"The final stage of the journey had still to be attempted.... Over on Elephant Island 22 men were waiting for the relief that we alone could secure for them. Their plight was worse than ours. We must push on somehow."
- Sir Ernest Shackleton, South
On May 10, 1916, the James Caird landed at the island of South Georgia. This feat, a miracle of navigation as much as seamanship and endurance, is widely regarded as the greatest boat journey ever accomplished.
The condition of the boat, shortage of drinking water and deteriorating health of one of the men forced the group to land on the island's uninhabited western shore. Ships and relief lay on the opposite side.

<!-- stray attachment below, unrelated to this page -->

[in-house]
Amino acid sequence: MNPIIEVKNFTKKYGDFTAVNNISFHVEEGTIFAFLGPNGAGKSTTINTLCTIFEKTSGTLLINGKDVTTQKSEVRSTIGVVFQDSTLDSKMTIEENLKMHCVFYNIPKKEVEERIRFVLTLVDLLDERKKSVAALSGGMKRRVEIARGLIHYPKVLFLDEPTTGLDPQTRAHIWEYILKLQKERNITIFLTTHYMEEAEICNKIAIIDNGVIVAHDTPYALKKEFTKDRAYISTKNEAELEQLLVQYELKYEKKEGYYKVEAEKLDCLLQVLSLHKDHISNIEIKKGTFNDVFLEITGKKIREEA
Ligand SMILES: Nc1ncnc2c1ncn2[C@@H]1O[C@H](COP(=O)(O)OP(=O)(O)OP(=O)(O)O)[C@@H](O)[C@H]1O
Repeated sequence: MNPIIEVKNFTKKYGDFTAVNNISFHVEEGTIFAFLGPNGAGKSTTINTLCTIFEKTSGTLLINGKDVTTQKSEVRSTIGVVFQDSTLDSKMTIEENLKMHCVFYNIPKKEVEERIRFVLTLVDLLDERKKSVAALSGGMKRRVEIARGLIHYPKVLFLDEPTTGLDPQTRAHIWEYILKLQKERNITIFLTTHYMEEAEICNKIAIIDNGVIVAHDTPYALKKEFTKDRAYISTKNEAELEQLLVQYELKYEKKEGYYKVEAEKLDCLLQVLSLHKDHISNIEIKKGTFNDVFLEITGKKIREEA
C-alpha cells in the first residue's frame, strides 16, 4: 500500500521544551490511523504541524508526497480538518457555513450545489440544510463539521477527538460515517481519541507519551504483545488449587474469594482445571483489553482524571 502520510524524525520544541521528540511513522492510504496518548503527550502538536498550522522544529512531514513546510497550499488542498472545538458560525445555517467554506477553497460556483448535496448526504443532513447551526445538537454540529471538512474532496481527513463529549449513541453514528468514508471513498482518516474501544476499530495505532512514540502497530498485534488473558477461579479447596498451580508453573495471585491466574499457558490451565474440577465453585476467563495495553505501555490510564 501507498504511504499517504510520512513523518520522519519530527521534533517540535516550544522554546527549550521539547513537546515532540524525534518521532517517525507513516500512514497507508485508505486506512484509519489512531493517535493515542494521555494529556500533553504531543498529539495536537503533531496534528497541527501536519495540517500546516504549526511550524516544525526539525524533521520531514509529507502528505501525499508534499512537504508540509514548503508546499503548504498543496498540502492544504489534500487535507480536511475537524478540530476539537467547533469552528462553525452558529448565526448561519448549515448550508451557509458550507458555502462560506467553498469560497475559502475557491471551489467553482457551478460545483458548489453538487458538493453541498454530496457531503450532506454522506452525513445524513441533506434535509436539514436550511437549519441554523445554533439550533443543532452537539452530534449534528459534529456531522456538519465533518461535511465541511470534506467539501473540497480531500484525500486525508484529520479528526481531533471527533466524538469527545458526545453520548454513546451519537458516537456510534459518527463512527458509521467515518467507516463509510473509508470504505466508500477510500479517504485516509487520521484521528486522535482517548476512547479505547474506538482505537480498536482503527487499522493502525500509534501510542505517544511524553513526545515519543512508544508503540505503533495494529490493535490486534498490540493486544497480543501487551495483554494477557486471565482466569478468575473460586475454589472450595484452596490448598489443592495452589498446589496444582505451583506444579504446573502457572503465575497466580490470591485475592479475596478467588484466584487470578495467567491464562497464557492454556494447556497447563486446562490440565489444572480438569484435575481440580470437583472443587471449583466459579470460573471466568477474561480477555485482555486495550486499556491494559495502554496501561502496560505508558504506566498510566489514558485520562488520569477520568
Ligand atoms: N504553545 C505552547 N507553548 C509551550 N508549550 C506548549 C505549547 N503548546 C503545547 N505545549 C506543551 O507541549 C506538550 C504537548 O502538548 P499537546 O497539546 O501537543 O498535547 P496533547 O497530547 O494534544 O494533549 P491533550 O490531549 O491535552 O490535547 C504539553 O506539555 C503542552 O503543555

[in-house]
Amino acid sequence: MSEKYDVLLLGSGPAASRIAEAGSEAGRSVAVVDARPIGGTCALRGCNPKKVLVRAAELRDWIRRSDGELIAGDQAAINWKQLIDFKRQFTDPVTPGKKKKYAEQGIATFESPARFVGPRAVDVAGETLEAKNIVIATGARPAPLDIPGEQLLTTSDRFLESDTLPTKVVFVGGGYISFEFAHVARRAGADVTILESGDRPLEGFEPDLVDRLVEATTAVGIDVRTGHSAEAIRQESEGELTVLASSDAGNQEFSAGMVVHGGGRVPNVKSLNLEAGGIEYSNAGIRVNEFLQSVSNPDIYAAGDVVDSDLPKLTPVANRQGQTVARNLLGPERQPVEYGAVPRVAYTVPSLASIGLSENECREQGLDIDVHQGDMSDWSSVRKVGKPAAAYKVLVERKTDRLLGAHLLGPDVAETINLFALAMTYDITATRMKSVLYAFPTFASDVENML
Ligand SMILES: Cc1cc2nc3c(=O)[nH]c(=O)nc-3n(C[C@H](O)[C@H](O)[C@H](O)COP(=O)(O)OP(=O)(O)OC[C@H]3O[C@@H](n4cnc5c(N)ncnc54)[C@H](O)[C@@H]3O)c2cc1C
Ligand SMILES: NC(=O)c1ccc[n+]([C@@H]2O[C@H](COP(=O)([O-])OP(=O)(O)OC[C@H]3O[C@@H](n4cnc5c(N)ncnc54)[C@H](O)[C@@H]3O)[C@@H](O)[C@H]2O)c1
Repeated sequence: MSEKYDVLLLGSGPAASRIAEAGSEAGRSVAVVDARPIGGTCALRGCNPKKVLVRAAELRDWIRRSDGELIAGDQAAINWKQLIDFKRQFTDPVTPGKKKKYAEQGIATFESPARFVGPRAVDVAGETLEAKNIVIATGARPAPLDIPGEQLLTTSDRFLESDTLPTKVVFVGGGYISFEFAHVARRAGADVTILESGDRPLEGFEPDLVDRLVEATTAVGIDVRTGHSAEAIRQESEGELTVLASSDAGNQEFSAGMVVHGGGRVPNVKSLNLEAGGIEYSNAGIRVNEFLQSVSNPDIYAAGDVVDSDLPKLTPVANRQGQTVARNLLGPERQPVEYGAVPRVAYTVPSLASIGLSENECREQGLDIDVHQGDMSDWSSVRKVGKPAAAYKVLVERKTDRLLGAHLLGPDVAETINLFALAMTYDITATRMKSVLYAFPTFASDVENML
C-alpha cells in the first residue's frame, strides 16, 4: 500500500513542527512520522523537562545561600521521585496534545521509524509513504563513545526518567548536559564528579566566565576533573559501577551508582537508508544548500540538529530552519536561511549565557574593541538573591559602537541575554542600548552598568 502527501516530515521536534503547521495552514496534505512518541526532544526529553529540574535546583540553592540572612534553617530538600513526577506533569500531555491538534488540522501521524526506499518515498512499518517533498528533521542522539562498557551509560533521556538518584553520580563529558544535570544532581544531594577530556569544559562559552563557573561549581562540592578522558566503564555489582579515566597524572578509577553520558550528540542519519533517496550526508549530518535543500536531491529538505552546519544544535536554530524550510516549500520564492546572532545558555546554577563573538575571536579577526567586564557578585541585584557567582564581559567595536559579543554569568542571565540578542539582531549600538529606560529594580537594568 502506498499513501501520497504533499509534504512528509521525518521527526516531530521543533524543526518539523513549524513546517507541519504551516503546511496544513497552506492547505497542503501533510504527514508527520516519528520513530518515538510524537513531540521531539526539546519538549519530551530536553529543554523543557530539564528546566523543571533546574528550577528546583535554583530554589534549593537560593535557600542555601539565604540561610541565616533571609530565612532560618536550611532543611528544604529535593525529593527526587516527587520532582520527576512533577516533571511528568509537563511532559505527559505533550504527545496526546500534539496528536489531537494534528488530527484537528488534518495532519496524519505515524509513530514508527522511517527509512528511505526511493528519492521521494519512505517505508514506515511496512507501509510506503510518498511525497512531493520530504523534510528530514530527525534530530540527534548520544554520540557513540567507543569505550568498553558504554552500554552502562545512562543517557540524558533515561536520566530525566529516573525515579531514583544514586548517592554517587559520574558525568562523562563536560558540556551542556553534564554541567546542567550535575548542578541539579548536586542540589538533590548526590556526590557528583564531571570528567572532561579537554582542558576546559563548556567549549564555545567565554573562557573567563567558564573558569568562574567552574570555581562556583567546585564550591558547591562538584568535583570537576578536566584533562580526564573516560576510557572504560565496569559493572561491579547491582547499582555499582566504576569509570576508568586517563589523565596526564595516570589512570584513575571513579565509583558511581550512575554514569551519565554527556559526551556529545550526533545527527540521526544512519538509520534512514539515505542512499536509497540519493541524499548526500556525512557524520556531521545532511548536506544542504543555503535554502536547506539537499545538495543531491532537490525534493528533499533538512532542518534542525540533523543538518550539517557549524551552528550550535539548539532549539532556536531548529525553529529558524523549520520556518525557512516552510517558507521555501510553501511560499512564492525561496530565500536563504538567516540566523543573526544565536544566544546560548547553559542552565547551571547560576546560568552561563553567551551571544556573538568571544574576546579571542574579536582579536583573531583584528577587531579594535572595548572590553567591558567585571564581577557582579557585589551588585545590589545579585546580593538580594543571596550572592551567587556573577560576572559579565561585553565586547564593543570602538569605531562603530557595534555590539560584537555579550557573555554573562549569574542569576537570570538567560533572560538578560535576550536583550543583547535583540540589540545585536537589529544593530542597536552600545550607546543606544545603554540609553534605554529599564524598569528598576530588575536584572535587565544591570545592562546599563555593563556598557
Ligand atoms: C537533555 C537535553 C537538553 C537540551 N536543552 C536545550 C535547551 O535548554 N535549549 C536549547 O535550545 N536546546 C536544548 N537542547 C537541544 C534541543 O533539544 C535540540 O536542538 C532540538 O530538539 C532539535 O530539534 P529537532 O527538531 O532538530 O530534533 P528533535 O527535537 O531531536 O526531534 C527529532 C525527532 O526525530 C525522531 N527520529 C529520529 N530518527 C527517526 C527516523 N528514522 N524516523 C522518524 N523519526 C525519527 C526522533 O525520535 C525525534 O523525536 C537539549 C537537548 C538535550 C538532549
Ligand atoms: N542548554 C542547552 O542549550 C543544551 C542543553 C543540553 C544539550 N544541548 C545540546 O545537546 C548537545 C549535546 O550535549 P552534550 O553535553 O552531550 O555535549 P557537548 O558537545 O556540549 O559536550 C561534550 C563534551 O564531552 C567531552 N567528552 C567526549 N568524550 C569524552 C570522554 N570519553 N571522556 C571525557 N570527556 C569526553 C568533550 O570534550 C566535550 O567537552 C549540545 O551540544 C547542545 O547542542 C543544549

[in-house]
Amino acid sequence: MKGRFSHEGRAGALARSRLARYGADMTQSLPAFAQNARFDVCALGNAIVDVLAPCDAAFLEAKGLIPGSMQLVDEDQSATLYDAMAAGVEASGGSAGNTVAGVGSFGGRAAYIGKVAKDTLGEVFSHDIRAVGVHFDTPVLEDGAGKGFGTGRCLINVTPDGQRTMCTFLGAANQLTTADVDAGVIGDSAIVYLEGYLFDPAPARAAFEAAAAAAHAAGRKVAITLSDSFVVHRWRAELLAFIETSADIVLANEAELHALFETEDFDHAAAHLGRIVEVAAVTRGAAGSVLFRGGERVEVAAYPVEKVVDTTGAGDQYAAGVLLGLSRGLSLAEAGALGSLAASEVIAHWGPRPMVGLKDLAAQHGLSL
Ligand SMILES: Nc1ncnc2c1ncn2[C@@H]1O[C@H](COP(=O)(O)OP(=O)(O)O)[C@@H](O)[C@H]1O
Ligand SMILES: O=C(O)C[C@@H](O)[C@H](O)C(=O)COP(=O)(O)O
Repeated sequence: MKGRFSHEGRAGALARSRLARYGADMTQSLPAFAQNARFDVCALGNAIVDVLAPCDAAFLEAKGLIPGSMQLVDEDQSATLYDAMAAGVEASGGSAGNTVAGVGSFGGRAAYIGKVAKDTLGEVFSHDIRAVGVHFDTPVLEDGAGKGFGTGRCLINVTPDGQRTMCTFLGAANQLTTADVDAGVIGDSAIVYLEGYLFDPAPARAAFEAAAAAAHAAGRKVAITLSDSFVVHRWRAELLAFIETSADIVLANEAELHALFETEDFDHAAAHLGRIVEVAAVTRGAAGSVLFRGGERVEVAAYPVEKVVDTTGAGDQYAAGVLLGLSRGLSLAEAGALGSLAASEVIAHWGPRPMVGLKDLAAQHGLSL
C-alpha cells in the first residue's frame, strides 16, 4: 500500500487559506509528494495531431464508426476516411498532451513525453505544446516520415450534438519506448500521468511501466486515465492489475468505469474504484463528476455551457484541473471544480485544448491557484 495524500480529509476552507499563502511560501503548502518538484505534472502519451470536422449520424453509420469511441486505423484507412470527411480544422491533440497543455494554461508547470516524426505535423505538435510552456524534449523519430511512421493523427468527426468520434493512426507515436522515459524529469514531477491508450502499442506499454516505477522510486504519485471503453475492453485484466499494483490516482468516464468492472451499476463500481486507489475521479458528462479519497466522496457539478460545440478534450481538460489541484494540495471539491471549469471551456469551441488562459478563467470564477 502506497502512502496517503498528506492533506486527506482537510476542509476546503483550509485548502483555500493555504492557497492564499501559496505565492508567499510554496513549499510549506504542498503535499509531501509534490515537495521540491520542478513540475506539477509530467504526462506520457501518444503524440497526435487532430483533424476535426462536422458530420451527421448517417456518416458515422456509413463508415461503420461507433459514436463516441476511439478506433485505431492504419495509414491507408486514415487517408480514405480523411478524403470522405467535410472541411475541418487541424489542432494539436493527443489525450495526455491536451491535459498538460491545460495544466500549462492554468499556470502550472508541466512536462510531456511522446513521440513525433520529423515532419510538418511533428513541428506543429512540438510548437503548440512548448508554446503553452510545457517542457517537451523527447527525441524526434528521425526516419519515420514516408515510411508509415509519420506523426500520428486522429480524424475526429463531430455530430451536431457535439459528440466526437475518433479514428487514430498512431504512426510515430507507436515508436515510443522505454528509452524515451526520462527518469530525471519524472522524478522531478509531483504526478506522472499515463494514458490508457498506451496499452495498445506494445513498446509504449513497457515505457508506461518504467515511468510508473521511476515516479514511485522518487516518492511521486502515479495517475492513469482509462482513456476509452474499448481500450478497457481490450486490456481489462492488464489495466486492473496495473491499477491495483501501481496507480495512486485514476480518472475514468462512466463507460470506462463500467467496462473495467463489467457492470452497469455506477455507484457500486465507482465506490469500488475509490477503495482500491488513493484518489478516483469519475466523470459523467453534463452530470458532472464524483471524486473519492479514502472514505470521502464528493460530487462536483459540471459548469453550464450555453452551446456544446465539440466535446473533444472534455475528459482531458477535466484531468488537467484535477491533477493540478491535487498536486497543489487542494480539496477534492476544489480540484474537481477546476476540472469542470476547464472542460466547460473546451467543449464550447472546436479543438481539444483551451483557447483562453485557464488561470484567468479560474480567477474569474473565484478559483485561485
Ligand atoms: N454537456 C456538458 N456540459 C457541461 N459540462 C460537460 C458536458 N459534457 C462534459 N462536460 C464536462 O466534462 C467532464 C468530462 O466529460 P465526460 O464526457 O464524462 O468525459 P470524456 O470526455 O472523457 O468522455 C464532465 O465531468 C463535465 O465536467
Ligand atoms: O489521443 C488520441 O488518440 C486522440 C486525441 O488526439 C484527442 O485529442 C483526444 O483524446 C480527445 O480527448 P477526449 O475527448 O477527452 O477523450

On May 19, only ten days after landing and with their feet still numb from frostbite, Shackleton, Worsley and Crean set out on foot for the whaling stations, a journey of 22 miles across the mountainous interior of an island that had never been mapped. Their sole equipment was a carpenter's adze, 90 feet of rope, and a compass, while screws from the Caird provided traction for their worn shoes. The men carried food for three days: any longer they knew would be beyond their limits.